Nietzsche's Definition Of Ressentiment

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In the early 20st century a horrific genocide occurred between two African groups of people in Rwanda. In the early 1900’s Rwanda was colonized by Belgium and France but by Belgium missionaries. There were two main African clans in Rwanda at the time and that was the Tutsi’s and the Hutu’s. The Belgium missionaries gave power to the church. Many Africans that were practicing African traditional religions soon were converted to catholic Christians. The Belgium missionaries chose the Tutsi clan as being “elite” because of their physical appearance over the Hutus. The Tutsi people had narrower noses, thinner lips, and lighter skin and were labeled as being “white” and the Hutu’s had wider noses, fuller lips, and were considered to be “black” between…show more content…
Every human being on the planet works off something called Ressentiment. Ressentiment is actually a term coined by Friedrich Nietzsche, a German philosopher. Nietzsche describes it as this
“Ressentiment is in the first instance a psychic force, fundamentally reactive in nature, which seeks expression or externalization in hostile behavior aimed at another who is deemed the author of an original injury or humiliation.”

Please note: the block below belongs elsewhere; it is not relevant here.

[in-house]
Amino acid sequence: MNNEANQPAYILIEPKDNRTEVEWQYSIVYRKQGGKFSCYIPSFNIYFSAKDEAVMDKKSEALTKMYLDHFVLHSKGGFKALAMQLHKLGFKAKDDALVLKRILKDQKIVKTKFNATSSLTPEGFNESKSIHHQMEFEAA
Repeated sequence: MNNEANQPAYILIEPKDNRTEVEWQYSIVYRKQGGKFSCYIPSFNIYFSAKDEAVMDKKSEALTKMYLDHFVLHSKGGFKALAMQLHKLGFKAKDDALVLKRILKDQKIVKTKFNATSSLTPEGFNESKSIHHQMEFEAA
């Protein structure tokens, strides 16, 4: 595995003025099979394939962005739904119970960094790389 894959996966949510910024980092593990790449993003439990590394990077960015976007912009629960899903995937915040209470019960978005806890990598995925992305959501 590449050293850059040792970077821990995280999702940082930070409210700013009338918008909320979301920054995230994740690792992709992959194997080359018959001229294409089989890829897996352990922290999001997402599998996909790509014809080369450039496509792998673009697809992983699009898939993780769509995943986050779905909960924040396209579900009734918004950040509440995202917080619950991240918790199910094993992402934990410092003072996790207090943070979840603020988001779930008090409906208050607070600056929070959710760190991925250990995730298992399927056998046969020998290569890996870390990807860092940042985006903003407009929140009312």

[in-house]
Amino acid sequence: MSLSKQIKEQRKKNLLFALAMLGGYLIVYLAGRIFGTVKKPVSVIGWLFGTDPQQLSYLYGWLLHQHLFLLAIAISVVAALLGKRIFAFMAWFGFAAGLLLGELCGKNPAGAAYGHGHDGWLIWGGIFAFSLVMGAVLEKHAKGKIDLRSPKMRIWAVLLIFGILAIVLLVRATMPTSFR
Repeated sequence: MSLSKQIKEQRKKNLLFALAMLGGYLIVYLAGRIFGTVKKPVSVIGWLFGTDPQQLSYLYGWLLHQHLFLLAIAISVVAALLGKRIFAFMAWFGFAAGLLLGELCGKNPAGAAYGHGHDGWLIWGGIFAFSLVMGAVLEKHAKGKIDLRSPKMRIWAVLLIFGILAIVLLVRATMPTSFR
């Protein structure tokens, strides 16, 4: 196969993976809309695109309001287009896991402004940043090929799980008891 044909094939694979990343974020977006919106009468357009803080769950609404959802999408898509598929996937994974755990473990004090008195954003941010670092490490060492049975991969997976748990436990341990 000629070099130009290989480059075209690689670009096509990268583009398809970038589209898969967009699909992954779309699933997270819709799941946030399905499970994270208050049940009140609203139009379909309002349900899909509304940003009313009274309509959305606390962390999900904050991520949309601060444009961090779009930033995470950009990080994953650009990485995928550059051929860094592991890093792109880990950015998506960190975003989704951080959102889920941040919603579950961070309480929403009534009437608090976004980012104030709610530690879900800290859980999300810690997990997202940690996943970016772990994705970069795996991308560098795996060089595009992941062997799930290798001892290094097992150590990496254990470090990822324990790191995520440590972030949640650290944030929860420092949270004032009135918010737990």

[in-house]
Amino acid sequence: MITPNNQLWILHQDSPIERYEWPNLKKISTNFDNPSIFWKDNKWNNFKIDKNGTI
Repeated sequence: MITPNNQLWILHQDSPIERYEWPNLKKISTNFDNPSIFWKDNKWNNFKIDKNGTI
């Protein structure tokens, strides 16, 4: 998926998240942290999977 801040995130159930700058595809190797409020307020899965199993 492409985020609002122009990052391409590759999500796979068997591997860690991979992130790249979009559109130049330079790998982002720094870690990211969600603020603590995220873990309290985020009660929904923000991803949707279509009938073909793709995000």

In relevance to Friedrich Nietzsche’s definition of Ressentiment it directly correlates to the genocide in Rwanda. Since the start of colonization of Rwanda from the French and Belgians there has been a flux in power. Nietzsche’s theory first starts with France and Belgium being the original humiliators. The people of France and Belgium came into now what is called Rwanda and colonized it. They favored the Tutsi’s because of their appearance. That soon put a division into the relationship between the Hutu and Tutsi people. That created an othering process to the Hutu’s and made them second class citizens of their own country. The turn of events that sparked the genocide was the killing of the Hutu president Juvenal Habyarimana. It was found out that a leader of a Tutsi revolt group created the act. After this point the tables turn and the Hutu’s turn into the beings of ressentiment and the Tutsis
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The Hutu’s saw Rwanda as their country and nobody else’s. They had a list of commandments written and for Hutu’s. It was strictly for the justification of the killing of the Tutsi’s. Many Tutsi’s were murdered and the ones that could get away fled to Uganda. Some Tutsi’s revolted and created a guerilla army in pure ressentiment. Hutu’s model was they were catholic and just and the Tutsi’s were communist and they must be exterminated. In one of the scenes in In the Name of God it shows a moment where a Hutu revolt is listening to the Hutu primarily radio show and the radio host is speaking on how Tutsi people are forbidden and they are cockroaches and they need to be exterminated. In the documentary In the Name of God it is a great representation of what occurred in 1994 in Rwanda, and the experiences of the Hutu and Tutsi people. It also shows what led to the disaster of the genocide was that the Christian Democratic International would not negotiate with sharing their power with RPF (guerilla army) or exile